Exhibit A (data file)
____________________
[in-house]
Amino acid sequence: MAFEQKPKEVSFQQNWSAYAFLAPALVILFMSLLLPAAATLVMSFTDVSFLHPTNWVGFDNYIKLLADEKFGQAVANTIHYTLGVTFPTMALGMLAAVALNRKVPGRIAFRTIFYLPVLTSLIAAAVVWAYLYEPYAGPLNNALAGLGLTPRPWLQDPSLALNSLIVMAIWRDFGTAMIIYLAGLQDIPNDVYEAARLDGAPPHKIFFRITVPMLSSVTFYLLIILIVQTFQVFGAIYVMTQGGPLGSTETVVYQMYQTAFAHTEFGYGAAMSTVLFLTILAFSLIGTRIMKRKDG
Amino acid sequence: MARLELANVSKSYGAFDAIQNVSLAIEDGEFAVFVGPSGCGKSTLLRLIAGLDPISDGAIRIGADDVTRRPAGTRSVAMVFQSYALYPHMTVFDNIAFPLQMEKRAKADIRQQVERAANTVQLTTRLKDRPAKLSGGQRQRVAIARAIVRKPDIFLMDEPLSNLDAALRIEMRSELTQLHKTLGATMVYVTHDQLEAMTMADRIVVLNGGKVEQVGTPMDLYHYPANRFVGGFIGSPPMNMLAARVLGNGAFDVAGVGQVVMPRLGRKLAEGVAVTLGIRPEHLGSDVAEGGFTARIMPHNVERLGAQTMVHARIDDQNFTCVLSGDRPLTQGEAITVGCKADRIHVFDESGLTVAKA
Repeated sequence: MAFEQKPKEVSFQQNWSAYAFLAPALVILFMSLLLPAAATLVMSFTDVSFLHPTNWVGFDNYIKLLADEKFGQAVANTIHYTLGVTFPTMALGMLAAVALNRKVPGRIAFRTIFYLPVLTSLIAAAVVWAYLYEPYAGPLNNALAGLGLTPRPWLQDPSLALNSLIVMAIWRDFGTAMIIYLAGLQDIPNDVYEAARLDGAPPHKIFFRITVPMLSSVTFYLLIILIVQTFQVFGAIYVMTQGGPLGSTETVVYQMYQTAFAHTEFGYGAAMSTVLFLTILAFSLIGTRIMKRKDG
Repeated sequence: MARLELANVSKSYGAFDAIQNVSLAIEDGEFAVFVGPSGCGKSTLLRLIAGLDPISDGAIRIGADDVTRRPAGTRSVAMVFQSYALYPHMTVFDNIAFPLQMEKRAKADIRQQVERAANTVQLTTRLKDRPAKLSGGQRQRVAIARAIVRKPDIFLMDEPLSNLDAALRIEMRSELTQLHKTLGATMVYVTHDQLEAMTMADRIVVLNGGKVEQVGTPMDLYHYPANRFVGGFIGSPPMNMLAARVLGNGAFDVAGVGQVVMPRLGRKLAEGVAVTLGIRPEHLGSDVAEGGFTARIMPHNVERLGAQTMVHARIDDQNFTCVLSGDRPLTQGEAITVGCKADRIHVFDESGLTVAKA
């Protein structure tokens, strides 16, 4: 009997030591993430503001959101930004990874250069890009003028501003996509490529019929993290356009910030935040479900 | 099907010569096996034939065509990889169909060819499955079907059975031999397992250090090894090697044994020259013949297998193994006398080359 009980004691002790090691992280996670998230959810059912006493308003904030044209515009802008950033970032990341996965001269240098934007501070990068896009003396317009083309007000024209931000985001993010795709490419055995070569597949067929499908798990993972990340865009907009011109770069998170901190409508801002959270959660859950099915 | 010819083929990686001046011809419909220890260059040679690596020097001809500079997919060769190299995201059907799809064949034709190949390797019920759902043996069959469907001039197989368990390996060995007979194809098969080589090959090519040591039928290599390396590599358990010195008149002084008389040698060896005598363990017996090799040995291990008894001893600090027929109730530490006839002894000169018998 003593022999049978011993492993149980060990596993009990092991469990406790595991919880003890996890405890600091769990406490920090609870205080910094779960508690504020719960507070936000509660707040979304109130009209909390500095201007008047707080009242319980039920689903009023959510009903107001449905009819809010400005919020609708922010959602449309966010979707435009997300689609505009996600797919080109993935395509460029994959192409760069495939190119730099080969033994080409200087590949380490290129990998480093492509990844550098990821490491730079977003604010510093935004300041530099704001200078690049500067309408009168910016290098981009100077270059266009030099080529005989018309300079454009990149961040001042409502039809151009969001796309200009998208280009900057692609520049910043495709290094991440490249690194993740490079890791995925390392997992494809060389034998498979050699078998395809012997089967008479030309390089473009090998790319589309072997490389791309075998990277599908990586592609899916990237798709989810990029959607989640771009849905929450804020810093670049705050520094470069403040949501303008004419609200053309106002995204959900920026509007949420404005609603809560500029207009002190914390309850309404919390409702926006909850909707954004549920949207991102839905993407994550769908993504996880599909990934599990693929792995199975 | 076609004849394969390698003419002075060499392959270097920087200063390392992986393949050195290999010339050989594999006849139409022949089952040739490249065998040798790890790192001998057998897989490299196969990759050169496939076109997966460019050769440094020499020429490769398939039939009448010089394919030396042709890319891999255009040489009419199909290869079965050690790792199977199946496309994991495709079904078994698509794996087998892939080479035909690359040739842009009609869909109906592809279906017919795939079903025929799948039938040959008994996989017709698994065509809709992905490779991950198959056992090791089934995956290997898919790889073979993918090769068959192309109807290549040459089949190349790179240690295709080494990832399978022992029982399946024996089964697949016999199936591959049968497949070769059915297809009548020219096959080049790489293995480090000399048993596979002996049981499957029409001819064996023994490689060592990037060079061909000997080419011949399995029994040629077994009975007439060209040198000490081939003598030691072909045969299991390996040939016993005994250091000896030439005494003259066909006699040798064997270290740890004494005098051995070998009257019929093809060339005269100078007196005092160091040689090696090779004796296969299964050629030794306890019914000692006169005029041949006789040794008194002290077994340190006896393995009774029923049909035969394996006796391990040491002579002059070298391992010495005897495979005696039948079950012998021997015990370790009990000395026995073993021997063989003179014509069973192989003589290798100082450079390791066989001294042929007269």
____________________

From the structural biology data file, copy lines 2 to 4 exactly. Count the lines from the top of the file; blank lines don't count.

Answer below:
Amino acid sequence: MAFEQKPKEVSFQQNWSAYAFLAPALVILFMSLLLPAAATLVMSFTDVSFLHPTNWVGFDNYIKLLADEKFGQAVANTIHYTLGVTFPTMALGMLAAVALNRKVPGRIAFRTIFYLPVLTSLIAAAVVWAYLYEPYAGPLNNALAGLGLTPRPWLQDPSLALNSLIVMAIWRDFGTAMIIYLAGLQDIPNDVYEAARLDGAPPHKIFFRITVPMLSSVTFYLLIILIVQTFQVFGAIYVMTQGGPLGSTETVVYQMYQTAFAHTEFGYGAAMSTVLFLTILAFSLIGTRIMKRKDG
Amino acid sequence: MARLELANVSKSYGAFDAIQNVSLAIEDGEFAVFVGPSGCGKSTLLRLIAGLDPISDGAIRIGADDVTRRPAGTRSVAMVFQSYALYPHMTVFDNIAFPLQMEKRAKADIRQQVERAANTVQLTTRLKDRPAKLSGGQRQRVAIARAIVRKPDIFLMDEPLSNLDAALRIEMRSELTQLHKTLGATMVYVTHDQLEAMTMADRIVVLNGGKVEQVGTPMDLYHYPANRFVGGFIGSPPMNMLAARVLGNGAFDVAGVGQVVMPRLGRKLAEGVAVTLGIRPEHLGSDVAEGGFTARIMPHNVERLGAQTMVHARIDDQNFTCVLSGDRPLTQGEAITVGCKADRIHVFDESGLTVAKA
Repeated sequence: MAFEQKPKEVSFQQNWSAYAFLAPALVILFMSLLLPAAATLVMSFTDVSFLHPTNWVGFDNYIKLLADEKFGQAVANTIHYTLGVTFPTMALGMLAAVALNRKVPGRIAFRTIFYLPVLTSLIAAAVVWAYLYEPYAGPLNNALAGLGLTPRPWLQDPSLALNSLIVMAIWRDFGTAMIIYLAGLQDIPNDVYEAARLDGAPPHKIFFRITVPMLSSVTFYLLIILIVQTFQVFGAIYVMTQGGPLGSTETVVYQMYQTAFAHTEFGYGAAMSTVLFLTILAFSLIGTRIMKRKDG